WatchSonoma Watch

Judge allows county to cut health care benefits


A federal judge has dismissed a lawsuit brought by Sonoma County government retirees over a controversial rollback in contributions to their health care premiums.

The Sonoma County Association of Retired Employees claimed in a lawsuit last year that the county reneged on a contractual promise in 2008 when it began forcing retirees to pay an increasing share of premium costs.

The rollback, which also affects current employees and eventually will reduce county contributions to retiree health care to $500 a month, went against previous county pledges to pay “substantially all of the cost” of employee medical benefits during retirement, the association claimed.

But U.S. District Court Judge Claudia Wilken in San Francisco said the association, which represents about 1,500 former county workers, failed to show that the county agreed to provide retirees with health care benefits in perpetuity.

The association “has not identified any specific Sonoma County resolution or ordinance that granted its members this purported vested right” to health care benefits, Wilken wrote in her decision last week.

It followed an earlier court order in May that dismissed the original complaint but allowed the association to file an amended complaint with documentation of its claims.

“This validated for us that we had the authority to do what we did,” Board of Supervisors Chairwoman Valerie Brown said of the restructured medical benefits.

Association president Carol Bauer said the group plans to appeal.

She said Wilken shortchanged the value of “implied contracts,” identified as job postings and memoranda of understanding with employees, that the group claims promised retirees lifelong health care benefits.

“We have some good points and (the case) needs to be looked at in the broader context,” Bauer said.

The dispute stems from changes to rein in health care costs that supervisors approved unanimously in August 2008 over heated opposition from current and retired workers. At the time, then county administrator Bob Deis said the county faced annual deficits of $15 million because of rising health care premiums that were predicted to total $407 million over the next 30 years.

Under the changes, which went into effect last June, the county’s contribution to retiree health benefits will decrease 20 percent annually over five years until 2013 when it reaches a level of $500 a month per retiree, regardless of the number of dependents.

Officials estimate the changes affect about 40 percent of the 2,500 county retirees who are eligible for county medical benefits. The remainder are unaffected because they are eligible for other coverage, such as Medicare, officials said.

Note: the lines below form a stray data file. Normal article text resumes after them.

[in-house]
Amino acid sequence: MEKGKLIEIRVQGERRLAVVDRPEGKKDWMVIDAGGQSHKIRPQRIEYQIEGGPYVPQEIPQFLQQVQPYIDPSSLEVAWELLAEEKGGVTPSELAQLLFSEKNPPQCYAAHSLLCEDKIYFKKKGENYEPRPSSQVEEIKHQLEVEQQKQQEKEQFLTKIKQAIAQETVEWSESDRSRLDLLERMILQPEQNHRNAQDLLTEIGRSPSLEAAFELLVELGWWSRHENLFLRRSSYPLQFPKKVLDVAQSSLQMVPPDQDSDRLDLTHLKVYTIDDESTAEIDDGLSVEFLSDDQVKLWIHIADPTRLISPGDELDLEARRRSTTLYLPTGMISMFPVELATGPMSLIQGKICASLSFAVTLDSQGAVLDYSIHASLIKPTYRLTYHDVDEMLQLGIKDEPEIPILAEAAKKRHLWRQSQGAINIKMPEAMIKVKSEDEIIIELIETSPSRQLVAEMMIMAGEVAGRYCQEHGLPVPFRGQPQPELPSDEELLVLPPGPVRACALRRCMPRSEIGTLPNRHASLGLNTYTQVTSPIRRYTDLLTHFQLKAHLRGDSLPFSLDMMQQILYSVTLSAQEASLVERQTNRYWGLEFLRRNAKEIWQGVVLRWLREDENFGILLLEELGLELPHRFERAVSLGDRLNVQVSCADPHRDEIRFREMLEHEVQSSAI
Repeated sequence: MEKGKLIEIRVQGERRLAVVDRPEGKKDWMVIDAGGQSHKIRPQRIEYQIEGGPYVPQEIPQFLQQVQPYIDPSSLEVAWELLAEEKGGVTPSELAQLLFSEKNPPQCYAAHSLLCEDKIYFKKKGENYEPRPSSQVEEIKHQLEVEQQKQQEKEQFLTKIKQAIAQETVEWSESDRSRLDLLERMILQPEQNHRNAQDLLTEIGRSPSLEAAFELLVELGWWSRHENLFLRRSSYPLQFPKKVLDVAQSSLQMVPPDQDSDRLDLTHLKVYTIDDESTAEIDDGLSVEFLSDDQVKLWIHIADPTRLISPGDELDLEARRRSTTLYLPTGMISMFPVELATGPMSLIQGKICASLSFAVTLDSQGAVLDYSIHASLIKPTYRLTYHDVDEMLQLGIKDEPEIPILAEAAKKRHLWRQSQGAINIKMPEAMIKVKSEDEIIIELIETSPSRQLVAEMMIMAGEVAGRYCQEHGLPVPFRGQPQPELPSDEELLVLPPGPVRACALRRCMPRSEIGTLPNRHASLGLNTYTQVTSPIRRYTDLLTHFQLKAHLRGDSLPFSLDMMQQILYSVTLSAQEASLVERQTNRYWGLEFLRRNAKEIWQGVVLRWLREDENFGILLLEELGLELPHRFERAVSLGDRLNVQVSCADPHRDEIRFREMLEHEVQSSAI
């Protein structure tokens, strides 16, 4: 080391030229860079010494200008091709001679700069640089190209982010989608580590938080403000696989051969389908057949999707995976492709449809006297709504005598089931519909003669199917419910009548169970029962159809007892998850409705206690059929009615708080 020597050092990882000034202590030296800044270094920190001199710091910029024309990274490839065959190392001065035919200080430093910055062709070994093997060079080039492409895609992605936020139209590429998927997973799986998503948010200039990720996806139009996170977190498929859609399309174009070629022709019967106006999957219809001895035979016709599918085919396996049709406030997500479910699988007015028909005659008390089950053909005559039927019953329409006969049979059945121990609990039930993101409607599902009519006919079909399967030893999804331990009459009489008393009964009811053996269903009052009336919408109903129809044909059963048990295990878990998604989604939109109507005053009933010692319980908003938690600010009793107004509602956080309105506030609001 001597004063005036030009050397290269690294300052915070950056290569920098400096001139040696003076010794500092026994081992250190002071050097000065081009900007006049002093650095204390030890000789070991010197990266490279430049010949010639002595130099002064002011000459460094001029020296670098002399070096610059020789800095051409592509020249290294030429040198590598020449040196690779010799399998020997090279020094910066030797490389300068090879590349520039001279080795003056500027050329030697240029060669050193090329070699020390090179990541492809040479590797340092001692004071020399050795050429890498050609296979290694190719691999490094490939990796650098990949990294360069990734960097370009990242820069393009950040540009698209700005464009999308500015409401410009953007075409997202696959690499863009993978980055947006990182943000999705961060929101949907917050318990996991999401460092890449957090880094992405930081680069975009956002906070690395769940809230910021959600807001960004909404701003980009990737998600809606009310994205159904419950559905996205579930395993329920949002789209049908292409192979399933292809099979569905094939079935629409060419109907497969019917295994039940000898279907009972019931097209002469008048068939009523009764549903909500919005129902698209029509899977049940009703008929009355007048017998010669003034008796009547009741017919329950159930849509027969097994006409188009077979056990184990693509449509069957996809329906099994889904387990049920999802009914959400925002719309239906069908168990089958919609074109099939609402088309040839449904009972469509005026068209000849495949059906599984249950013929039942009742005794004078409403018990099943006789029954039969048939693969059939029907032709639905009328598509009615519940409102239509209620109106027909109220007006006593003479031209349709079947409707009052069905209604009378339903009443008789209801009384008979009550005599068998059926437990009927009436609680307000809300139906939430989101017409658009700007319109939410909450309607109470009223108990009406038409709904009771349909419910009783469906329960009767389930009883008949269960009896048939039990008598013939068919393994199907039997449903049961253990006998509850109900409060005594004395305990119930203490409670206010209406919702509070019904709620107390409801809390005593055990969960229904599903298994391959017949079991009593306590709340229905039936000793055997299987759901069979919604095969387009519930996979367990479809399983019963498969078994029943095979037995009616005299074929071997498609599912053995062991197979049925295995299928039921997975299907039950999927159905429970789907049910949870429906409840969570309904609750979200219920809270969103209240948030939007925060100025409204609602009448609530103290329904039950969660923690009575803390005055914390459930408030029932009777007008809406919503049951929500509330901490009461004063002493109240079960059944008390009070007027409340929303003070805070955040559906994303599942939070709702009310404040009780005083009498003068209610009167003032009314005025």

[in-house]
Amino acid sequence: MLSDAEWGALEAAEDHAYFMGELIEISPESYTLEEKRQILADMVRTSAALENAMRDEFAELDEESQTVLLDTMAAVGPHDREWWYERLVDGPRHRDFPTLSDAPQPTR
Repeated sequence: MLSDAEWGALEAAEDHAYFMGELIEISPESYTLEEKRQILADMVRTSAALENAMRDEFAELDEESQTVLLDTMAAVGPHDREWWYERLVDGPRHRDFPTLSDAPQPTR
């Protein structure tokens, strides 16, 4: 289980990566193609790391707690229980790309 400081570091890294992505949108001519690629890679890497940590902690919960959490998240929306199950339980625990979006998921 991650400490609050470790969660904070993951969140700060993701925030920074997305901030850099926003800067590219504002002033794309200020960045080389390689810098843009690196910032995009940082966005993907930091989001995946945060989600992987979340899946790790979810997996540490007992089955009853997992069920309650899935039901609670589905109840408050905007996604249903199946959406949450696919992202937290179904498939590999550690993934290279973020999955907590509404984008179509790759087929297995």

Similar changes were imposed on 650 non-union county employees and unions representing about 3,000 workers. However, those employees received a discretionary cash allowance of $600 per month, which retirees did not get.

Retirees argued in the lawsuit that they were owed a similar cash allowance, but the court ruling denied that claim.

The county already has saved about $15 million in retiree medical costs because of the changes, according to a review of benefit costs released earlier this year.

Those numbers also validated the restructuring, supervisors said.

“It was a step that needed to be taken. In the end, it will be a huge benefit for Sonoma County,” former supervisor Tim Smith said in May, when the savings were announced.

Representatives of the retiree association have questioned the county’s savings figure, claiming the total paid out in cash allowances each year amounts to $40 million, or double the estimated annual county savings for active and retired workers.

Undoing the rollback also remains a goal for some employee groups in contract negotiations.

Meanwhile, retiree representatives say former workers on fixed incomes are struggling to pay for their health care coverage. Some may have to drop their insurance, Bauer said

“It’s very difficult for people who retired thinking they had their health care paid for the rest of their lives,” she said.

13 Responses to “Judge allows county to cut health care benefits”

  1. Paul says:

    The county lied. We are in trouble for believing the county = in the 1990s the County did not give pay increases – promising benefits. I wish I had known this 25 years ago I would not have retired.

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  2. Just me says:

    Anyone seen the latest posting for Human Resources Director? Monthly salary range: $12,134.86 – $14,750.72 Monthly
    OUTRAGEOUS!!!! Especially when you consider the rank & file employees actually doing the work makes an average of this in 6-9 months! And their retirement pay is less than that!

    I’m a retired County employee and I can guarantee you that 99% of us do not make what you think we do on our retirement pay.